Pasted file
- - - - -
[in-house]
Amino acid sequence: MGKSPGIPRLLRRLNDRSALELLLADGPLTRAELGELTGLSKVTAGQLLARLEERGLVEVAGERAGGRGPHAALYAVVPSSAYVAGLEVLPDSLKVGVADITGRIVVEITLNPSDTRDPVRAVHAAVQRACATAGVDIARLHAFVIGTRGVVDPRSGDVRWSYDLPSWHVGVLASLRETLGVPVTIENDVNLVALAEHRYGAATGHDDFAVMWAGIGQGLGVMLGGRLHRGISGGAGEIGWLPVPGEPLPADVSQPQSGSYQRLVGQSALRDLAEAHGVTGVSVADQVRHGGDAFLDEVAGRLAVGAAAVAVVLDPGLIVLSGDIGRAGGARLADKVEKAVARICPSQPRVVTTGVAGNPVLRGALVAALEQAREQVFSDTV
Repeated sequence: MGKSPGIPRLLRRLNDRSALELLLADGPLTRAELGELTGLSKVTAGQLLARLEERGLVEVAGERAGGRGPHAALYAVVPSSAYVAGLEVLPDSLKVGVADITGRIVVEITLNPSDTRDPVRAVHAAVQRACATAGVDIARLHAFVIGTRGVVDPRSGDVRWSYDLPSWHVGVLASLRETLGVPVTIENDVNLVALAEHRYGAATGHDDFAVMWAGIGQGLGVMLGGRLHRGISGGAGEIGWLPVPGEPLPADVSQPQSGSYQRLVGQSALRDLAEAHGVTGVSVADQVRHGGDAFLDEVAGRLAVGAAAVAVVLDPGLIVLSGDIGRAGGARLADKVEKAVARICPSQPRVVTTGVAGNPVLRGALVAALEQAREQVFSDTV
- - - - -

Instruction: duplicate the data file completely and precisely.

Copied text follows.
[in-house]
Amino acid sequence: MGKSPGIPRLLRRLNDRSALELLLADGPLTRAELGELTGLSKVTAGQLLARLEERGLVEVAGERAGGRGPHAALYAVVPSSAYVAGLEVLPDSLKVGVADITGRIVVEITLNPSDTRDPVRAVHAAVQRACATAGVDIARLHAFVIGTRGVVDPRSGDVRWSYDLPSWHVGVLASLRETLGVPVTIENDVNLVALAEHRYGAATGHDDFAVMWAGIGQGLGVMLGGRLHRGISGGAGEIGWLPVPGEPLPADVSQPQSGSYQRLVGQSALRDLAEAHGVTGVSVADQVRHGGDAFLDEVAGRLAVGAAAVAVVLDPGLIVLSGDIGRAGGARLADKVEKAVARICPSQPRVVTTGVAGNPVLRGALVAALEQAREQVFSDTV
Repeated sequence: MGKSPGIPRLLRRLNDRSALELLLADGPLTRAELGELTGLSKVTAGQLLARLEERGLVEVAGERAGGRGPHAALYAVVPSSAYVAGLEVLPDSLKVGVADITGRIVVEITLNPSDTRDPVRAVHAAVQRACATAGVDIARLHAFVIGTRGVVDPRSGDVRWSYDLPSWHVGVLASLRETLGVPVTIENDVNLVALAEHRYGAATGHDDFAVMWAGIGQGLGVMLGGRLHRGISGGAGEIGWLPVPGEPLPADVSQPQSGSYQRLVGQSALRDLAEAHGVTGVSVADQVRHGGDAFLDEVAGRLAVGAAAVAVVLDPGLIVLSGDIGRAGGARLADKVEKAVARICPSQPRVVTTGVAGNPVLRGALVAALEQAREQVFSDTV